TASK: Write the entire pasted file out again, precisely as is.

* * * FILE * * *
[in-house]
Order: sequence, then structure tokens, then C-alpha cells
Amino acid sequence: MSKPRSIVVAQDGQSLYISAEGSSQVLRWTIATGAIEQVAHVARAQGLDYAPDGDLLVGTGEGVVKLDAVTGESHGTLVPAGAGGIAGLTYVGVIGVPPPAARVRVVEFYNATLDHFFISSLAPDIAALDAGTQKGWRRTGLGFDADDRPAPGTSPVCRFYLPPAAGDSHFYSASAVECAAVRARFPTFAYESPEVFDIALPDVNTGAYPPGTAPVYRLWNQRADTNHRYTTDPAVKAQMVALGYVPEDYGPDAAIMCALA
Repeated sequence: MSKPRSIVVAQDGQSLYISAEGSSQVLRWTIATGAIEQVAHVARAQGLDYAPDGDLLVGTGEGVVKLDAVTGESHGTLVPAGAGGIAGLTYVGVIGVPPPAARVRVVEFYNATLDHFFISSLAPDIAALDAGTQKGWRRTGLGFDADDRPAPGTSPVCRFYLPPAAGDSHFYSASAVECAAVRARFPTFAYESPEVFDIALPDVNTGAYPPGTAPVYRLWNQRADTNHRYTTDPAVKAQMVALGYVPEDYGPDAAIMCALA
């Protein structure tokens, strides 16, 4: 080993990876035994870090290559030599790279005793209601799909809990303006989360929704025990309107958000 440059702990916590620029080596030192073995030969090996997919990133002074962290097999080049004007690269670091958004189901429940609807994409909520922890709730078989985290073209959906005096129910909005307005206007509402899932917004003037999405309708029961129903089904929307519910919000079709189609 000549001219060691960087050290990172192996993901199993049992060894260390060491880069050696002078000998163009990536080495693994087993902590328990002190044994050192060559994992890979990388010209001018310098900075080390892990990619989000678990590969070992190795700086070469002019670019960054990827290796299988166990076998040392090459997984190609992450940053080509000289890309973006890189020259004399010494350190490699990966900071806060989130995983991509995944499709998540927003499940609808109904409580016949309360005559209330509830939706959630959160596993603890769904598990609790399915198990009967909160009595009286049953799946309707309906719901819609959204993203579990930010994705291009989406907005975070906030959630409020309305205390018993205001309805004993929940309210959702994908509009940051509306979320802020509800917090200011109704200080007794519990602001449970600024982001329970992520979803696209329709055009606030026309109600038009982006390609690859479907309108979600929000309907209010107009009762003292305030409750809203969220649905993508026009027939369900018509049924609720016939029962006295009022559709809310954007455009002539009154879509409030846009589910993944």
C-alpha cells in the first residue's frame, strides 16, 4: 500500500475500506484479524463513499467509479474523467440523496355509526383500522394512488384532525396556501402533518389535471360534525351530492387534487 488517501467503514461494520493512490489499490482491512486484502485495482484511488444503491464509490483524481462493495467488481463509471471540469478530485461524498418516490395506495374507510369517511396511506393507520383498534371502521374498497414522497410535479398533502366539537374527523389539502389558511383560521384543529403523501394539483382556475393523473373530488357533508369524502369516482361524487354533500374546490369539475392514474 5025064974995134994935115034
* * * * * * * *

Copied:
[in-house]
Order: sequence, then structure tokens, then C-alpha cells
Amino acid sequence: MSKPRSIVVAQDGQSLYISAEGSSQVLRWTIATGAIEQVAHVARAQGLDYAPDGDLLVGTGEGVVKLDAVTGESHGTLVPAGAGGIAGLTYVGVIGVPPPAARVRVVEFYNATLDHFFISSLAPDIAALDAGTQKGWRRTGLGFDADDRPAPGTSPVCRFYLPPAAGDSHFYSASAVECAAVRARFPTFAYESPEVFDIALPDVNTGAYPPGTAPVYRLWNQRADTNHRYTTDPAVKAQMVALGYVPEDYGPDAAIMCALA
Repeated sequence: MSKPRSIVVAQDGQSLYISAEGSSQVLRWTIATGAIEQVAHVARAQGLDYAPDGDLLVGTGEGVVKLDAVTGESHGTLVPAGAGGIAGLTYVGVIGVPPPAARVRVVEFYNATLDHFFISSLAPDIAALDAGTQKGWRRTGLGFDADDRPAPGTSPVCRFYLPPAAGDSHFYSASAVECAAVRARFPTFAYESPEVFDIALPDVNTGAYPPGTAPVYRLWNQRADTNHRYTTDPAVKAQMVALGYVPEDYGPDAAIMCALA
């Protein structure tokens, strides 16, 4: 080993990876035994870090290559030599790279005793209601799909809990303006989360929704025990309107958000 440059702990916590620029080596030192073995030969090996997919990133002074962290097999080049004007690269670091958004189901429940609807994409909520922890709730078989985290073209959906005096129910909005307005206007509402899932917004003037999405309708029961129903089904929307519910919000079709189609 000549001219060691960087050290990172192996993901199993049992060894260390060491880069050696002078000998163009990536080495693994087993902590328990002190044994050192060559994992890979990388010209001018310098900075080390892990990619989000678990590969070992190795700086070469002019670019960054990827290796299988166990076998040392090459997984190609992450940053080509000289890309973006890189020259004399010494350190490699990966900071806060989130995983991509995944499709998540927003499940609808109904409580016949309360005559209330509830939706959630959160596993603890769904598990609790399915198990009967909160009595009286049953799946309707309906719901819609959204993203579990930010994705291009989406907005975070906030959630409020309305205390018993205001309805004993929940309210959702994908509009940051509306979320802020509800917090200011109704200080007794519990602001449970600024982001329970992520979803696209329709055009606030026309109600038009982006390609690859479907309108979600929000309907209010107009009762003292305030409750809203969220649905993508026009027939369900018509049924609720016939029962006295009022559709809310954007455009002539009154879509409030846009589910993944």
C-alpha cells in the first residue's frame, strides 16, 4: 500500500475500506484479524463513499467509479474523467440523496355509526383500522394512488384532525396556501402533518389535471360534525351530492387534487 488517501467503514461494520493512490489499490482491512486484502485495482484511488444503491464509490483524481462493495467488481463509471471540469478530485461524498418516490395506495374507510369517511396511506393507520383498534371502521374498497414522497410535479398533502366539537374527523389539502389558511383560521384543529403523501394539483382556475393523473373530488357533508369524502369516482361524487354533500374546490369539475392514474 5025064974995134994935115034